In the latest (December 2012) semi-annual report to the U.N. Security Council on this situation and cases,[3] the Chief Prosecutor said that her office would consider whether further investigations and additional arrest warrants were needed to address recent violations, including reports of thwarting humanitarian aid deliveries, attacks on African Union-United Nations Hybrid Operation in Darfur (UNAMID) peacekeepers and bombardments and attacks on civilian populations.

The Chief Prosecutor also told the Council, “The question that remains to be answered is how many more civilians must be killed, injured and displaced for this Council to be spurred into doing its part. There are no words to properly express the frustration of Darfur’s victims, which we share, about the lack of any meaningful progress towards arresting those indicted by the Courts.”

In response, Sudan’s representative told the Security Council that the Prosecutor’s report was flawed, saying it contained unsubstantiated allegations, and contradicted UNAMID reports.  The report’s allegations of gender violence, for instance, did not provide sources, and it mistook tribal clashes for fighting between militias.  Also, reported attacks on peacekeepers had in fact been committed by bandits now being pursued by Sudanese authorities. He said the Court had become a tool for “blackmail” and for violating the sovereignty of small States and was being exploited by certain political interests.

Among the other statements at the Council meeting, a U.S. diplomat said mounting violence was a grave concern, including targeted civilian attacks and denying UNAMID access to affected areas.  Since UNAMID’s initial deployment in 2007, 43 peacekeepers had been killed, in attacks that could be prosecuted as war crimes.  The Council should condemn any and all attacks on mission personnel.  Reversing the cycle of violence required accountability for the perpetrators, he said, expressing dismay that the Sudanese Government was not cooperating with the Court, despite its obligation to do so fully.  Continued impunity for crimes committed in Darfur fomented instability and sent a dangerous message that there were no consequences to attacking civilians.  Welcoming the willingness of States to consider creative approaches and new tools to assist the Court, he also embraced further discussions on resolutions concerning Council referrals to the Court. [4]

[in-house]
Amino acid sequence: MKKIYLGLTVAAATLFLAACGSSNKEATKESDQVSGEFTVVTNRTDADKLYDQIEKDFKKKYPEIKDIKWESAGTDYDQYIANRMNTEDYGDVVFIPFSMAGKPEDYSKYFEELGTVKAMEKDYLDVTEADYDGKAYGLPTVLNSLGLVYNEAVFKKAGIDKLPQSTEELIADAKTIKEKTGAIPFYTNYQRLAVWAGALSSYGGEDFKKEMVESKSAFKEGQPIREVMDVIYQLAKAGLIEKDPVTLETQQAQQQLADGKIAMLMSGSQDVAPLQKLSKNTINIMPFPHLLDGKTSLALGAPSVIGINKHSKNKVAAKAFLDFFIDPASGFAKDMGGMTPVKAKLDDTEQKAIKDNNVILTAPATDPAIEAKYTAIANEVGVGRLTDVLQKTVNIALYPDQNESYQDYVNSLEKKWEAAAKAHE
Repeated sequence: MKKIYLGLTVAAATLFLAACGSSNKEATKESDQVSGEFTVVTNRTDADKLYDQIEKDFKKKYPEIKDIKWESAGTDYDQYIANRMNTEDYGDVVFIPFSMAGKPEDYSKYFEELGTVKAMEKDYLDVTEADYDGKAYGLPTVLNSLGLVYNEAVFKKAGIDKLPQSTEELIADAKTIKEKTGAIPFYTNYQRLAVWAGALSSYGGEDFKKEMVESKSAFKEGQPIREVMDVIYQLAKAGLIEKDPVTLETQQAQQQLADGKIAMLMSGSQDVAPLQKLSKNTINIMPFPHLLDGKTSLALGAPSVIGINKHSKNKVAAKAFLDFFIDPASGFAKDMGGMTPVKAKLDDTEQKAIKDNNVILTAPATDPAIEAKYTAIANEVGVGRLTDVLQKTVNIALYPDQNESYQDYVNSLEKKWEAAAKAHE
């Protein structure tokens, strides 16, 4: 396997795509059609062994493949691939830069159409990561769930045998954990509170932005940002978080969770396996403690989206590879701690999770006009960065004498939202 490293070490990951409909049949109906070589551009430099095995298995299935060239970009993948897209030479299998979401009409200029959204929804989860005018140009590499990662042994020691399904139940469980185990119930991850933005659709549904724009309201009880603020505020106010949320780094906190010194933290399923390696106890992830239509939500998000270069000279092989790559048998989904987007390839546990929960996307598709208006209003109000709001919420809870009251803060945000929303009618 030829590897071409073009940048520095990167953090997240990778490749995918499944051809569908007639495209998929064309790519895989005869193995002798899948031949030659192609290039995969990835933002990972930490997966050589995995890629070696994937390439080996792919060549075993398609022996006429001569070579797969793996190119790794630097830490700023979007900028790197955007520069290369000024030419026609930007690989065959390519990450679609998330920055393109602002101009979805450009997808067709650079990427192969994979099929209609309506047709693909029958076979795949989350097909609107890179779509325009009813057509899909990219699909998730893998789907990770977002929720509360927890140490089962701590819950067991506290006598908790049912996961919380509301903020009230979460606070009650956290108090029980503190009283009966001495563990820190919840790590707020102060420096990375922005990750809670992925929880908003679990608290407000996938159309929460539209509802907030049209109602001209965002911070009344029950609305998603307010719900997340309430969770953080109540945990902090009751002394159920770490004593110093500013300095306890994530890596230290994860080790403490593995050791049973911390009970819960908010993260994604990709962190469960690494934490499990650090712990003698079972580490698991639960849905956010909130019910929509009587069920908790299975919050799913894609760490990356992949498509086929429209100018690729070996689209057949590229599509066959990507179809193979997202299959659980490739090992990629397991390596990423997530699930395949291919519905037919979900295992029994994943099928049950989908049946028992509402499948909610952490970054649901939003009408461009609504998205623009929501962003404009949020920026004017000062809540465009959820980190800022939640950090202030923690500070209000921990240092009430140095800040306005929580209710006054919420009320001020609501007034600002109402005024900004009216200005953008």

5. Kenya

On March 31, 2010, the Pre-Trial Chamber, 2-1, authorized TOP to proceed with an investigation that it had proposed into the situation in Kenya between June 1, 2005 and November 26, 2009.

Uhuru Muigai Kenyatta is charged as an indirect co-perpetrator of crimes against humanity (murder, deportation or forcible transfer, rape, persecution and other inhumane acts. The charges stem from his alleged role in funding and organizing ethnic violence leading to the death of an estimated 1,200 people after the 2007 presidential election. His trial is scheduled to start on July 9, 2013.

In the meantime, on March 3, 2013, Kenyatta, who employed anti-ICC propaganda in his presidential election campaign, was narrowly elected President of Kenya, and on March 30th the country’s Supreme Court unanimously rejected a challenge to the election from his main electoral opponent. Kenyatta’s election creates an “awkward” situation, as the New York Times said, for the U.S. and other countries who need good diplomatic relations with Kenya.

William Samoei Ruto was charged with being an indirect co-perpetrator of crimes against humanity. His trial is scheduled to begin on May 28, 2013.

Joshua Arap Sang was charged with having contributed to crimes against humanity. His trial is scheduled to begin on May 28, 2013.

Henry Kiprono Kosgey was charged as an indirect co-perpetrator of crimes against humanity, but the Pre-Trial Chamber declined to confirm the charges.

Mohammed Hussein Ali was charged with crimes against humanity, but in 2012, the Pre-Trial Chamber refused to confirm the charges.